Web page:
SOMERVILLE, NJ – Somerset Station, an expansive Transit Village featuring apartments, townhouses, retail stores and a community center alongside the NJ Transit Raritan Valley line - with an interior roadway providing access to Route 206 - was given site plan and subdivision approvals by the Planning Board following a 3 ½-hour meeting Wednesday night.

The final application is based on a “wish list” included in the borough’s Master Plan which has evolved over several years and; it was approved unanimously with several contingencies that will require months of additional meetings for the developer working out details with local, county and state engineers, environmental agencies, traffic engineers, the borough’s fire marshal and other officials.

The developer will need to apply for permits and submit plans for each phase of the construction to the planning board.

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Ground breaking is not expected until 2019.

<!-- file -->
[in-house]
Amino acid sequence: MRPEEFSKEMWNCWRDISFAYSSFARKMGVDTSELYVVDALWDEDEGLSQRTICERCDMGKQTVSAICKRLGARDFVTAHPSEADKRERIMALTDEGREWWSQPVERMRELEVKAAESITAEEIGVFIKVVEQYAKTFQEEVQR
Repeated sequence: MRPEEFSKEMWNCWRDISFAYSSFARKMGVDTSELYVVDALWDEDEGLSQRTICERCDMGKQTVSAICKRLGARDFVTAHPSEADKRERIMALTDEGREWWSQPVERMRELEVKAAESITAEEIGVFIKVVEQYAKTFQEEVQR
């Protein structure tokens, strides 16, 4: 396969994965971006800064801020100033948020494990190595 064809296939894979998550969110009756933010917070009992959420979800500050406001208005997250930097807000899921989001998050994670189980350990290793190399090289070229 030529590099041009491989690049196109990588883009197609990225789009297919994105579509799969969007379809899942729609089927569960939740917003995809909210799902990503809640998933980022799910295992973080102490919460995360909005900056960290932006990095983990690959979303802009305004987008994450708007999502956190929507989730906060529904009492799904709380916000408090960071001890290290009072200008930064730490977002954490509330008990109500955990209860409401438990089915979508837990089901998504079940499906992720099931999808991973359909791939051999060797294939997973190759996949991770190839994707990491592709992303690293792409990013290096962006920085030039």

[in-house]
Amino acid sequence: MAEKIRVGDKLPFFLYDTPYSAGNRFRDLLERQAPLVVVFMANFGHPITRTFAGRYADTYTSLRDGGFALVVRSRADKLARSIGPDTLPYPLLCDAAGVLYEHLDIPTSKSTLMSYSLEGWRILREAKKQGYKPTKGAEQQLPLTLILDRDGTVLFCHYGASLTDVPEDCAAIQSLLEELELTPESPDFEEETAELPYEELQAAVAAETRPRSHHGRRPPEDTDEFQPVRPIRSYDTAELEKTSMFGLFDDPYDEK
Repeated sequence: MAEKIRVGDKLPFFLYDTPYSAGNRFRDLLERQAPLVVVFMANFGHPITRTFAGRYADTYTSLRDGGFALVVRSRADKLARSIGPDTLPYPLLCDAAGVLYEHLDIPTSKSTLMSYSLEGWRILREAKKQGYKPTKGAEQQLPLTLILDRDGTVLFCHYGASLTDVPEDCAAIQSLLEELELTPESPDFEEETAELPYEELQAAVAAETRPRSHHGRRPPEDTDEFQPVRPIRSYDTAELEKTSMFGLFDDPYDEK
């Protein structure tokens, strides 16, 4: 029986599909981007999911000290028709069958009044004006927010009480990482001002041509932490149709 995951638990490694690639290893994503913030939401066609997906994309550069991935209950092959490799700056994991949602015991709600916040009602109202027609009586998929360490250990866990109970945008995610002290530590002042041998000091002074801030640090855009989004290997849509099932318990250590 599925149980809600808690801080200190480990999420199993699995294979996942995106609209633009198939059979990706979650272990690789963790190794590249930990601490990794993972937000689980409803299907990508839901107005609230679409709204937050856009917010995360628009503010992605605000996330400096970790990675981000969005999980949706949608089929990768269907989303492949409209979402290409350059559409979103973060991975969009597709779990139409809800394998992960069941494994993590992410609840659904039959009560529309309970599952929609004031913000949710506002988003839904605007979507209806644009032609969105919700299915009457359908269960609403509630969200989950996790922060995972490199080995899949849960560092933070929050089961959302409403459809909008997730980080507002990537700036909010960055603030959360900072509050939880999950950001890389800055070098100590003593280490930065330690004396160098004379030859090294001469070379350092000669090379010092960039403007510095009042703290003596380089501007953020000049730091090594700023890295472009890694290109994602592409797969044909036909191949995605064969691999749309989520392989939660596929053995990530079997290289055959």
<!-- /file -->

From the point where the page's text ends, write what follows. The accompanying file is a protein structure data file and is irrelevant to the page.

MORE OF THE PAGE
Preliminary plans include 14 buildings each, 4- to 6-stories tall with 371 apartments in two of those buildings; 156 attached town houses and two parking garages on the 40.7-acre site, all within walking distance of New York City trains.

The conceptual architectural plans for the buildings embody a modernized Victorian-era design, reflective of the building facades in downtown Somerville, according to Brian E. O’Looney, architect for the project.

Somerset Station will be built in phases, beginning with a 4-story parking deck adjacent to the rail line in close proximity to South Bridge Street. It will accommodate 415 vehicles, according to preliminary plans. That structure will then be surrounded and “wrapped” by a 4-story building that will include rental apartments, retail space on the first floor, and the community civic center, which will feature a 4-5,000 square-foot meeting room.

A brick-paved plaza with water fountain and retail space will be the focal point of Somerset Station, a four-story apartment building with a mix of studio, one-bedroom and two-bedroom apartments.

Somerset Station is a dream come true for borough officials as it provides a beneficial remedy to what had been a gnawing problem for several years – what to do with the borough’s former landfill, an 80-acre tract bounded by the railroad, South Bridge Street and Route 206.

The other half of the former landfill is being remediated by the borough for passive recreation, with bikeways, jogging paths and other outdoor amenities that will tie into the new rail side community.